I was an “Air Force Brat” and we moved around A LOT. I went to 3 different schools during the 1st grade, 3 different high schools and 3 other schools in between. I can tell you from personal experience that children of military families are very resilient. You learn at a very young age how to adapt and how to make new friends quickly. But since you move so much, it becomes extremely difficult (especially as a kid) to keep in touch with those friends. The upside is you learn a lot, and you get to see and experience new places and live all over the world.
When I was 16, my family moved from the Philippines (where we spent 11 months) to Southern California. On the surface, I guess that would seem like no big deal. And I’ve spent all the years since then, believing just that, until something very unexpected happened.
I was contacted about 2 weeks ago, by one of my very best friends from when I lived in the Philippines. She informed me that “everyone” (all of our friends) were now on Facebook. I already had a Facebook account, so I started sending friend requests. Each one of my requests began with, “you may not remember me, but…” – and I really thought these people would either not remember me at all, or maybe they never really cared, so it didn’t matter. Life goes on – whatever.
But then I discovered that what I had believed about myself, any friends or people in general, for all these years was false, and perhaps a teenager’s way of coping with something she just couldn’t deal with.
Everyone’s reaction was something like, “Of course I remember you…” and to tell you the truth, I was surprised – very surprised. The more I corresponded, instant-messaged and emailed them, the more I felt like we all just picked up exactly where we left off.
The feeling was overwhelming and I think I cried for two days. I realized that all of us had some sort of bond that was really difficult to explain. I kept asking myself, “what could have possibly happened in those short 11 months that would cause a bunch of kids to remain so close – even after two decades?”
We have all been joking around, posting pictures and reminiscing and enjoying every minute of it – remembering the good times and seeing everyone’s children and families. But I started to realize that most of the things that happened – the things we did together during that time, I could not remember at all – no matter how hard I tried.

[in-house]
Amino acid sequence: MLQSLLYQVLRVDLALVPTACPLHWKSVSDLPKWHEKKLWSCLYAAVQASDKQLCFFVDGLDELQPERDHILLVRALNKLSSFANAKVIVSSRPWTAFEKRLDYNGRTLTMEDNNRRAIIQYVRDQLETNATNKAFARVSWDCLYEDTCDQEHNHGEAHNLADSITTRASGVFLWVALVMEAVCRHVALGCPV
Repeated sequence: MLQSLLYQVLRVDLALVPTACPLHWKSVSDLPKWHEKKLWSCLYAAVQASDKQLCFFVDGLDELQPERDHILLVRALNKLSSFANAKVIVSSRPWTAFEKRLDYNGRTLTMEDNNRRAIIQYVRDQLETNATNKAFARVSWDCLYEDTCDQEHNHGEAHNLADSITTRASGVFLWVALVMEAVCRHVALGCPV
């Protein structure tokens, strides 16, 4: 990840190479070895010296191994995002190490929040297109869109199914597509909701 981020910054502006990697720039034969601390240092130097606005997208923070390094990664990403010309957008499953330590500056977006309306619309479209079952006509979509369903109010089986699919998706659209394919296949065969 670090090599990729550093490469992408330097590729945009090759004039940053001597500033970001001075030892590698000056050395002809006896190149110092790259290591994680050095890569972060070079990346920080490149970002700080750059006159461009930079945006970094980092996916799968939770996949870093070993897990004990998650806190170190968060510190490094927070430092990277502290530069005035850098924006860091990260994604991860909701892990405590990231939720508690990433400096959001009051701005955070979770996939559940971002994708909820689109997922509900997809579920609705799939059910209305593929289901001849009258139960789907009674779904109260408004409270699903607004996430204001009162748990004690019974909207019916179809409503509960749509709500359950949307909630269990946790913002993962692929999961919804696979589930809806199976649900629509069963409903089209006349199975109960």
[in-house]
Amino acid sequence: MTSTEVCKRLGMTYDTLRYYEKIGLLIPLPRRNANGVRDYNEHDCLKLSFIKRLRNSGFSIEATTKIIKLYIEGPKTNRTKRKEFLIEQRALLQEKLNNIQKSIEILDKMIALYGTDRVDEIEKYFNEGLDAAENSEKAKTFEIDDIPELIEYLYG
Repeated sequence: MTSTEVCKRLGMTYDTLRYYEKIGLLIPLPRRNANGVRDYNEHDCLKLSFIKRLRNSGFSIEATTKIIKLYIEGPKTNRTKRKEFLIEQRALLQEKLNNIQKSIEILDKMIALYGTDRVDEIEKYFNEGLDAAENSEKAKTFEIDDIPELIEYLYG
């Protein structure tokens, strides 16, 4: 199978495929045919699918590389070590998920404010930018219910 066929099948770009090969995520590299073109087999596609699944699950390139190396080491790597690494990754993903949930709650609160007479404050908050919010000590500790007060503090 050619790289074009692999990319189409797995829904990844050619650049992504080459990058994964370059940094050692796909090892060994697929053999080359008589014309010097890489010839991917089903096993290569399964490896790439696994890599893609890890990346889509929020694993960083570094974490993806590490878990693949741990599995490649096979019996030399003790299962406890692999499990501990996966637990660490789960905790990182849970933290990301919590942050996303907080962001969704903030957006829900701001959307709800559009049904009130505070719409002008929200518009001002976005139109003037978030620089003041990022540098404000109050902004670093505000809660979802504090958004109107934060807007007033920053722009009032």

I have always been the one with the “good memory”, so it was extremely frustrating for me, not being able to remember things that my friends were telling me we did together. So I tried harder – I wanted to remember everything so badly.
I realized then, that at the age of 16, I made a decision to block those memories out completely. Whether I consciously knew it at the time or not - the decision was made.
Then , after reviewing the few things I could remember, it occurred to me that from the moment I made that decision, I struggled to fit in with my peers – I didn’t like my life very much… it was just “okay”…and I just did what I had to do … day by day. I didn’t allow myself to feel anything – numb most of the time. I was always on guard and never completely trusted anyone. I guess I never wanted to hurt that way again.
I was mad at myself, at first, for being that stupid teenager who blocked everything out, which possibly caused some of the hardships and heartache I've experienced since then.
That was the first time I remember feeling insecure about myself. I don’t remember being that way before we moved to California. And my friends don’t seem to remember me that way, either.
I have felt there was something about me that was missing my entire adult life. But I never really knew what that really meant or if I would ever figure it out. You know those commercials for anti-depression medication? The ones where everything is gray and gloomy? That’s pretty much how I viewed everything –and I mean everything -- there are no fairy tales, nobody really cares and the only person you can count on is yourself.
So I learned to be very strong and do everything on my own. I would even refuse help when it was offered, because I didn’t want anyone to have the opportunity to hold anything over my head.
But, believe it or not, now I feel like I’ve found that missing piece. It’s as if I remember now, what it’s like to just be myself - no trying to fit in – to just be me. It’s like a big relief - like I can finally relax and trust people again.
So if my “friends who have turned into family” are reading any of this… thank you so much for finding me and for still being there after all these years. You made a difference in my life way back then, and you’ve made an even bigger difference in my life now. So, thank you, thank you, thank you!
Now – where did I put that box of Kleenex?
Oh...and by the way...those blocked memories are now slowly starting to trickle back in!